The device is designed to treat a condition called patent foramen ovale, in which a naturally-occurring hole in the heart fails to close after birth, potentially allowing blood clots to travel from 1 side of the heart to the other and then to the brain, causing a stroke.
The St. Paul-based medical device company sponsored the larger study, of 980 patients, which tracked them at intervals of 1 month, 6 months, 12 months, 18 months, 24 months and then annually until 25 strokes or deaths occurred. It showed that 9 patients in the Amplatzer arm suffered non-fatal strokes, compared with 16 for the drug treatment cohort. There were no deaths or fatal strokes in either arm.
St. Jude was quick to point out that a quirk in the study’s design meant that 3 of the 9 patients in the study who never received the implant were included in the Amplatzer arm. Excluding those patients, and patients in the drug treatment cohort who dropped drug therapy, and the risk of stroke was 63% lower for patients treated with the Amplatzer device.
“Stroke is a devastating disease and we now have compelling evidence that shows a 46 to 72 percent risk reduction in recurrent strokes, which is meaningful for this otherwise healthy patient population with a long life expectancy,” co-principal investigator Dr. John D. Carroll of the University of Colorado said in prepared remarks.
“We are pleased with the results of the RESPECT trial and remain confident in the safety and performance of the Amplatzer PFO Occluder and the strength of our clinical trial design,” added St. Jude’s cardiovascular & ablation president Frank Callaghan.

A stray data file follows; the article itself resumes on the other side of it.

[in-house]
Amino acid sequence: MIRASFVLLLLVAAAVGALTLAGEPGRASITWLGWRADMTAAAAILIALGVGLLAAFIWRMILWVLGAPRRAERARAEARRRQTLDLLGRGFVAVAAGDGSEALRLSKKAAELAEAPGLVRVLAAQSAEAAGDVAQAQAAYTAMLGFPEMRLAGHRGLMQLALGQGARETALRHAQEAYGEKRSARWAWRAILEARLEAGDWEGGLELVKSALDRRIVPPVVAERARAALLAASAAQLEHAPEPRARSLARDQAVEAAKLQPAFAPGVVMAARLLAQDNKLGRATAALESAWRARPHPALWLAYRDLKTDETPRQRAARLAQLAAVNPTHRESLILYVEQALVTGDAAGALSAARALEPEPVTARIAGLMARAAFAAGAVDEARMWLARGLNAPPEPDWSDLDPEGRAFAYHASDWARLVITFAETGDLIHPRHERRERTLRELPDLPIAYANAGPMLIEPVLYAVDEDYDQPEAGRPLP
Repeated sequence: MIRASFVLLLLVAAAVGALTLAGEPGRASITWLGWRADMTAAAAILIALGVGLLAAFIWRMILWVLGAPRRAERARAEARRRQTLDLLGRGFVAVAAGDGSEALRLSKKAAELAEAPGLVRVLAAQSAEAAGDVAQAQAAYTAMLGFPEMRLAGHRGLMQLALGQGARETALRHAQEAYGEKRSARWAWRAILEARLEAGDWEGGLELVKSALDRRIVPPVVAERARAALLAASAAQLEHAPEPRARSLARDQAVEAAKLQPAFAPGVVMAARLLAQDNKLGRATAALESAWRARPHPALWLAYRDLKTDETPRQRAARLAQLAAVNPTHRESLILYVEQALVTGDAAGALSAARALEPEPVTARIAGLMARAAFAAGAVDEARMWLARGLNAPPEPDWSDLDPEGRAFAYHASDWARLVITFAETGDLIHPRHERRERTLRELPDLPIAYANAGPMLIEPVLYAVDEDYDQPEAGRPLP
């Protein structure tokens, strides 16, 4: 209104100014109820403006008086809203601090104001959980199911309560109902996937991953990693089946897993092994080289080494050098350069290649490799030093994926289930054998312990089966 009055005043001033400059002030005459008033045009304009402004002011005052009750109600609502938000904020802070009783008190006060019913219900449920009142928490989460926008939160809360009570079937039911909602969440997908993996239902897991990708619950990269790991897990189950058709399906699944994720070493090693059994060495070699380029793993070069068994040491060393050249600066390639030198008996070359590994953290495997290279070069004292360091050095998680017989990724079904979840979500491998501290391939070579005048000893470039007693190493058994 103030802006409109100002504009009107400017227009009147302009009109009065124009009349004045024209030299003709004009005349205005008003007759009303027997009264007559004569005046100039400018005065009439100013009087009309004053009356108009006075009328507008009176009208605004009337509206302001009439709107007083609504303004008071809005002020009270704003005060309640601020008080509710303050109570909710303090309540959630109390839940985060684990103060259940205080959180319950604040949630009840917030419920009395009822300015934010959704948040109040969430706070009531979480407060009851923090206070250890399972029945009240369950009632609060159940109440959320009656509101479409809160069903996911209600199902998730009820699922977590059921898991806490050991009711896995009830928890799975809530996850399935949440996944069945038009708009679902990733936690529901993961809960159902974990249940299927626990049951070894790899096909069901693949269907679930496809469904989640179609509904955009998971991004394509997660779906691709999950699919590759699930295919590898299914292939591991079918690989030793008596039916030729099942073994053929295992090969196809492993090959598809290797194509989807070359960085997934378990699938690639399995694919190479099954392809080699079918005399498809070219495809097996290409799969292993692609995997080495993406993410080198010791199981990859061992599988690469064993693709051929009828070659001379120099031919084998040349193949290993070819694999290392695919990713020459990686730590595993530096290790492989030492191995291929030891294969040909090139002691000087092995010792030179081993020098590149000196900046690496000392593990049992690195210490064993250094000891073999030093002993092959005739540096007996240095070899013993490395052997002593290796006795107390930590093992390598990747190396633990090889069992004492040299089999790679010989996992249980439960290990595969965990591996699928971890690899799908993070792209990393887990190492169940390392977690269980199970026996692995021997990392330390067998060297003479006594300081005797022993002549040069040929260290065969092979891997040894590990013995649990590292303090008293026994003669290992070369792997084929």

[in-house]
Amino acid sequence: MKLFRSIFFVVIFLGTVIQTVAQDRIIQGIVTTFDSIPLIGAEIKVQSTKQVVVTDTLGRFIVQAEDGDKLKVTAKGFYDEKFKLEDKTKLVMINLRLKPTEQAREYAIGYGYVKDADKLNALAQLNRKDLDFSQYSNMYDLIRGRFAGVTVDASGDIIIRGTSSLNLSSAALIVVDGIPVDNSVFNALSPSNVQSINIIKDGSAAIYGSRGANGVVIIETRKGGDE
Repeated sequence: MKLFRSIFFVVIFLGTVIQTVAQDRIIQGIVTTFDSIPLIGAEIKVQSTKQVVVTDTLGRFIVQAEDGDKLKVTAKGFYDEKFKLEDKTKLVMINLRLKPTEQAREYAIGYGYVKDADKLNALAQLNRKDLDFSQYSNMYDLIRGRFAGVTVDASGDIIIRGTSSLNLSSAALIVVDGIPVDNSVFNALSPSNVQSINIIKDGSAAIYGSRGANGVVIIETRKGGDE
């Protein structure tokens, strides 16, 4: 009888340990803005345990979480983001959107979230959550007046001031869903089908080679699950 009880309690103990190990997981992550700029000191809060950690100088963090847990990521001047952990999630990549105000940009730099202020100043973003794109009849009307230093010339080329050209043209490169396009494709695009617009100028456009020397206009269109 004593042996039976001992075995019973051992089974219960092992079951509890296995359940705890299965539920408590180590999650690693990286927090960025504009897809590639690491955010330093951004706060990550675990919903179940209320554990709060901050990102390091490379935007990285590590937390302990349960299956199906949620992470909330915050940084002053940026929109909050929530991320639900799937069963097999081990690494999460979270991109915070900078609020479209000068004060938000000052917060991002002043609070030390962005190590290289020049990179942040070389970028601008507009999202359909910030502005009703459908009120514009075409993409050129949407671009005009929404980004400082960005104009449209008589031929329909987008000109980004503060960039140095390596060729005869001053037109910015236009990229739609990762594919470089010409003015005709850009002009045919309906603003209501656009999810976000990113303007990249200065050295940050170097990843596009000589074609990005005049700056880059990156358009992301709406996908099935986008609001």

STJ shares were down 4.0% to $38.11 apiece as of about 1 p.m. today on the news, as investors reacted to overly rosy expectations for the trial set by St. Jude CEO Daniel Starks. During a conference call in July, Starks said St. Jude was “confident our trial will demonstrate greater benefit and less risk in the device arm of the trial.”
“On the PFO closure, the submission to FDA is being prepared as we speak, and there’s a lot of data to analyze and prepare and organize,” he said during a conference call with analysts. “I would be confident that the PMA submission will be in during the 4th quarter, and I suspect that we would be unlikely to get that submission in before the end of the 3rd quarter. So timing-wise, that’s our update. Within that though, one can see that we have a number – since we – our organization is strongly focused on preparing that submission, obviously, we’re no longer blinded to the data, and that was the basis for level of confidence we’ve expressed, that when the full trial results are reported at the TCT, we’re optimistic that these will be favorable results.”